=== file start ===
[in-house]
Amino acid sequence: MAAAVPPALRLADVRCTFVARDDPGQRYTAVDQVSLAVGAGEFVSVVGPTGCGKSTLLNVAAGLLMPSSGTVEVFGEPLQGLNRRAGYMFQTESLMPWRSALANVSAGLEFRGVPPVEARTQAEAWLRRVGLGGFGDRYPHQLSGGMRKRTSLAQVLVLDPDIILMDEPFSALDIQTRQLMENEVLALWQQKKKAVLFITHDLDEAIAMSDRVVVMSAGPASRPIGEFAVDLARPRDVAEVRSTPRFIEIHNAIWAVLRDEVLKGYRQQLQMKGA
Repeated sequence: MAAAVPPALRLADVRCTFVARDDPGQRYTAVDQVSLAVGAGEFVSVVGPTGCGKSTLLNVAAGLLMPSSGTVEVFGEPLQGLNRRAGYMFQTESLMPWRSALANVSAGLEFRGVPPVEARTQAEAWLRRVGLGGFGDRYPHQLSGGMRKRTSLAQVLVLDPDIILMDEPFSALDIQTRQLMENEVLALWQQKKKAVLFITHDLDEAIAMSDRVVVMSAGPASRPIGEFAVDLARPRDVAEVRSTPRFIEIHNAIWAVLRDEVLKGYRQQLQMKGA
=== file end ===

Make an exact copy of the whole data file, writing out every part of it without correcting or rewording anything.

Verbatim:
[in-house]
Amino acid sequence: MAAAVPPALRLADVRCTFVARDDPGQRYTAVDQVSLAVGAGEFVSVVGPTGCGKSTLLNVAAGLLMPSSGTVEVFGEPLQGLNRRAGYMFQTESLMPWRSALANVSAGLEFRGVPPVEARTQAEAWLRRVGLGGFGDRYPHQLSGGMRKRTSLAQVLVLDPDIILMDEPFSALDIQTRQLMENEVLALWQQKKKAVLFITHDLDEAIAMSDRVVVMSAGPASRPIGEFAVDLARPRDVAEVRSTPRFIEIHNAIWAVLRDEVLKGYRQQLQMKGA
Repeated sequence: MAAAVPPALRLADVRCTFVARDDPGQRYTAVDQVSLAVGAGEFVSVVGPTGCGKSTLLNVAAGLLMPSSGTVEVFGEPLQGLNRRAGYMFQTESLMPWRSALANVSAGLEFRGVPPVEARTQAEAWLRRVGLGGFGDRYPHQLSGGMRKRTSLAQVLVLDPDIILMDEPFSALDIQTRQLMENEVLALWQQKKKAVLFITHDLDEAIAMSDRVVVMSAGPASRPIGEFAVDLARPRDVAEVRSTPRFIEIHNAIWAVLRDEVLKGYRQQLQMKGA